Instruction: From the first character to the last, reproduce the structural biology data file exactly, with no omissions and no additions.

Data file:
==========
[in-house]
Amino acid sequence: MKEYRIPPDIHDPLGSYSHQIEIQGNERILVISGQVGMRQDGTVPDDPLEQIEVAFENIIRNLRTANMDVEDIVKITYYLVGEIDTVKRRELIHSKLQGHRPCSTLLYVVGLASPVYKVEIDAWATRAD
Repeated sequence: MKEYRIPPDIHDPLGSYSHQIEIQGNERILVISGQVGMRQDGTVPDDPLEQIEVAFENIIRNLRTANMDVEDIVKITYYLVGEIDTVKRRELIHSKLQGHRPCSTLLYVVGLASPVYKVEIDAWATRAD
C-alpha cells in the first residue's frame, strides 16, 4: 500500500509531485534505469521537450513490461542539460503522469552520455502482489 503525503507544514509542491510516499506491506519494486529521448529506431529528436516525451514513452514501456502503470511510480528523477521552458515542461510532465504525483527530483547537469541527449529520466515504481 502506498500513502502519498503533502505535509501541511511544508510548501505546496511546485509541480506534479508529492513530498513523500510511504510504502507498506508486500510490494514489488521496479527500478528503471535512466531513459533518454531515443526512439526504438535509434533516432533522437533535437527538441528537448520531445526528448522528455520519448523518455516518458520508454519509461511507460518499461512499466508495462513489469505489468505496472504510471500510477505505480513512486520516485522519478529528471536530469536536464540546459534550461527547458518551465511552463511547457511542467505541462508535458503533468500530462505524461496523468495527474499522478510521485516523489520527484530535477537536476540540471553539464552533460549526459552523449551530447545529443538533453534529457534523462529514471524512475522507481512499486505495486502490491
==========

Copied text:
[in-house]
Amino acid sequence: MKEYRIPPDIHDPLGSYSHQIEIQGNERILVISGQVGMRQDGTVPDDPLEQIEVAFENIIRNLRTANMDVEDIVKITYYLVGEIDTVKRRELIHSKLQGHRPCSTLLYVVGLASPVYKVEIDAWATRAD
Repeated sequence: MKEYRIPPDIHDPLGSYSHQIEIQGNERILVISGQVGMRQDGTVPDDPLEQIEVAFENIIRNLRTANMDVEDIVKITYYLVGEIDTVKRRELIHSKLQGHRPCSTLLYVVGLASPVYKVEIDAWATRAD
C-alpha cells in the first residue's frame, strides 16, 4: 500500500509531485534505469521537450513490461542539460503522469552520455502482489 503525503507544514509542491510516499506491506519494486529521448529506431529528436516525451514513452514501456502503470511510480528523477521552458515542461510532465504525483527530483547537469541527449529520466515504481 502506498500513502502519498503533502505535509501541511511544508510548501505546496511546485509541480506534479508529492513530498513523500510511504510504502507498506508486500510490494514489488521496479527500478528503471535512466531513459533518454531515443526512439526504438535509434533516432533522437533535437527538441528537448520531445526528448522528455520519448523518455516518458520508454519509461511507460518499461512499466508495462513489469505489468505496472504510471500510477505505480513512486520516485522519478529528471536530469536536464540546459534550461527547458518551465511552463511547457511542467505541462508535458503533468500530462505524461496523468495527474499522478510521485516523489520527484530535477537536476540540471553539464552533460549526459552523449551530447545529443538533453534529457534523462529514471524512475522507481512499486505495486502490491